Industry Briefing - Genomics
- Saturday, January 13, 2001
Reprinted with permission from World Finance Net IPO Newsletter, written by Alex Hock.
This week we heard the official announcement has been widely anticipated by investors: PE Celera (CRA) has completed sequencing the human genome.
The expected revolution in medicine, based on utilizing that genetic information to create drugs and treatments, has been on the forefront of investors minds for some time now. This anticipation, coupled with some positive test results, has been the driving factor in the biotech sector surge this year. Investors have been putting their money into these companies based on the hope that the industry will experience a sizeable upswing, as genomics changes the way that many drugs are discovered and tested.
Once the fully sequenced human genome is available, the drug research and development process will be dramatically changed. Currently, researchers use a hit or miss approach to drug research. Thousands of substances are tested to determine their effectiveness. Of these, perhaps a dozen show some sort of promise and are passed down the line for more extensive testing.
How Genomics Will Help
The value of the impending genomics revolution is that it will grant researchers the ability to dramatically reduce the time and effort it takes to identify and test promising compounds. Hopefully, this will allow companies to bring drugs to market and achieve profits much more rapidly than previously possible in the biotech industry. This streamlining of the drug discovery process will result in lower costs for companies able to take advantage of genomics, and ultimately higher earnings.
Genomics will allow researchers to focus their efforts on the genome, and more specifically individual genes. A gene is a sequence of DNA strands in the genome that carries specific information, such as eye color or bone structure. These genes then transmit their information by creating proteins, which in turn enact changes upon the body.
The isolation of individual genes will allow researchers the opportunity to study diseases and genetic conditions at their root. This will allow for tailor made substances that are specifically designed to combat diseases and infirmities. Isolating a gene will aid researchers in discovering how a disease functions, and should ultimately point to opportunities for treatment of that disease.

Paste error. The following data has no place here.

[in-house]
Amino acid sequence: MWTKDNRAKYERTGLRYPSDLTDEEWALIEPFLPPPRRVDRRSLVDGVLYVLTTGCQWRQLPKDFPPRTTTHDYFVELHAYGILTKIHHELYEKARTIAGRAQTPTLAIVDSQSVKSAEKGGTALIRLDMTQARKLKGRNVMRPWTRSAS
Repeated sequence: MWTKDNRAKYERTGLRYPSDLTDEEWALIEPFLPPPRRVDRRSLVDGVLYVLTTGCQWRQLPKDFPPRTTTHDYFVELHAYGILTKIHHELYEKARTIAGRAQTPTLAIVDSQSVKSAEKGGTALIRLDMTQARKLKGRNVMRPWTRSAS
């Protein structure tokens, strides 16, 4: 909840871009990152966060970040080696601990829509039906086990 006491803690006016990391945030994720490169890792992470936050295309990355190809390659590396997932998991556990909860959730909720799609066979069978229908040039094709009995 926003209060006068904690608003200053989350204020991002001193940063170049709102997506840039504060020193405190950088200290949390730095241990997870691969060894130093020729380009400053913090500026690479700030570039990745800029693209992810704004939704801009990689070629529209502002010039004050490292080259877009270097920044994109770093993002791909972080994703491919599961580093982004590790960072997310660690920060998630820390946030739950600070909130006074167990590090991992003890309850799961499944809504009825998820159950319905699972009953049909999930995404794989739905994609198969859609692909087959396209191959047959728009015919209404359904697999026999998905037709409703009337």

The increase in the level of accuracy that researchers should experience will allow researchers to focus on drugs that are more likely to succeed trials. Costly Phase II and III trial failures may be reduced, as researchers are able to send drugs through the approval process with a much higher success rate than was previously possible. (Read more about the Drug Approval Process).
Genetic identification will also allow researchers to screen test subjects to learn which ones have the highest potential to be helped by the drug. This will also allow for the creation of drugs that are much more highly focused and specialized towards individuals. The marketplace may soon offer a high number of individually tailored drugs for different genetic types that will prove more effective for their target markets than the all-encompassing drugs which currently populate the market.
Who Will Benefit
Ultimately, everyone should benefit from the forthcoming biological discovery explosion. Healthcare should improve significantly as medicine takes a giant leap forward. The pharmaceutical industry as a whole will also likely see widespread opportunity to benefit from the discovery.
From an investors perspective, several companies have uniquely positioned themselves to capitalize on these upcoming discoveries. Celera should naturally benefit, as it begins to sell its growing database of information to other biotechs and the pharmaceutical giants. Companies like Incyte Pharmaceuticals (INCY), Millennium Pharmaceuticals, (MLNM) and Human Genome Sciences (HGSI), also stand to benefit as the focus shifts towards the identification and classification of the more than 100,000 genes that make up the human genome.
For this week's IPO analysis and additional investment research, visit World Finance Net.
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